March 14, 2015

1967: First AFL/NFL Combined Draft Convenes

A key issue in bringing about the merger of the American and National Football Leagues was the cost involved in competing for talent coming out of college each year. Thus, a major step in the process that would culminate with full merger in 1970 was the first combined AFL/NFL draft that commenced on Tuesday, March 14, 1967. The draft was conducted in New York under the direction of NFL Commissioner Pete Rozelle and a total of 445 players were chosen, with the first seven rounds held on the opening day.

The New Orleans Saints, as a NFL expansion team for 1967, had the first and last selections at the end of each round plus one additional at the end of the second, third, and fourth rounds. However, they had already traded away the first overall pick, which went to the Baltimore Colts in exchange for backup QB Gary Cuozzo. The Colts used the selection to take Michigan State All-American DE Bubba Smith (pictured above).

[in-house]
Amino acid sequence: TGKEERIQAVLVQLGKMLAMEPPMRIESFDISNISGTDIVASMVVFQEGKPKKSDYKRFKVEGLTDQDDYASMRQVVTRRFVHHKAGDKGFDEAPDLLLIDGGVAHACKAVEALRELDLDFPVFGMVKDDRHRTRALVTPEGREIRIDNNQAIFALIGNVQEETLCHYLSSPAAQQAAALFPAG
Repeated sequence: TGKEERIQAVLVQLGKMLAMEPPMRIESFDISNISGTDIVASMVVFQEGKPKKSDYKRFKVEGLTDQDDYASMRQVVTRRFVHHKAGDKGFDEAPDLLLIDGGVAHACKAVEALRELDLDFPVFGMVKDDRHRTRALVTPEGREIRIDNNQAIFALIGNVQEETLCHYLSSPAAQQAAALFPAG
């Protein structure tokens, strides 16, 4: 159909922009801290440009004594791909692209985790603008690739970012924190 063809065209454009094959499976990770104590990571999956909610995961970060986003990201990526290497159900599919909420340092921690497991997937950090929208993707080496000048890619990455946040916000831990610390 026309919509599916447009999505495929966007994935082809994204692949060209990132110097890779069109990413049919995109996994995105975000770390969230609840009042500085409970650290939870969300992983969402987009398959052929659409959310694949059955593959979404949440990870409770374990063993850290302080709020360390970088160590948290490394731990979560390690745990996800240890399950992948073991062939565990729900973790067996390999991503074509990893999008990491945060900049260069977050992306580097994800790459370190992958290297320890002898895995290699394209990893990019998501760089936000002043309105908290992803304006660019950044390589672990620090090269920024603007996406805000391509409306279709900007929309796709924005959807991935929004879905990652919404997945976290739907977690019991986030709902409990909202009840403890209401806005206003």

The first round took four hours and 16 minutes to complete and several trades were part of it, in addition to deals that had already been struck. With a choice obtained from the New York Giants a week earlier in the trade of QB Fran Tarkenton, the Minnesota Vikings, who ended up with three picks in the first round, had the second overall selection and took HB Clint Jones, also an All-American from Michigan State.

Atlanta held the third pick but, disappointed that Bubba Smith was no longer available, dealt it to the San Francisco 49ers for flanker Bernie Casey, G Jim Wilson, and DE Jim Norton. The 49ers chose QB Steve Spurrier, the Heisman Trophy winner from Florida, with an eye toward grooming a successor to 31-year-old QB John Brodie.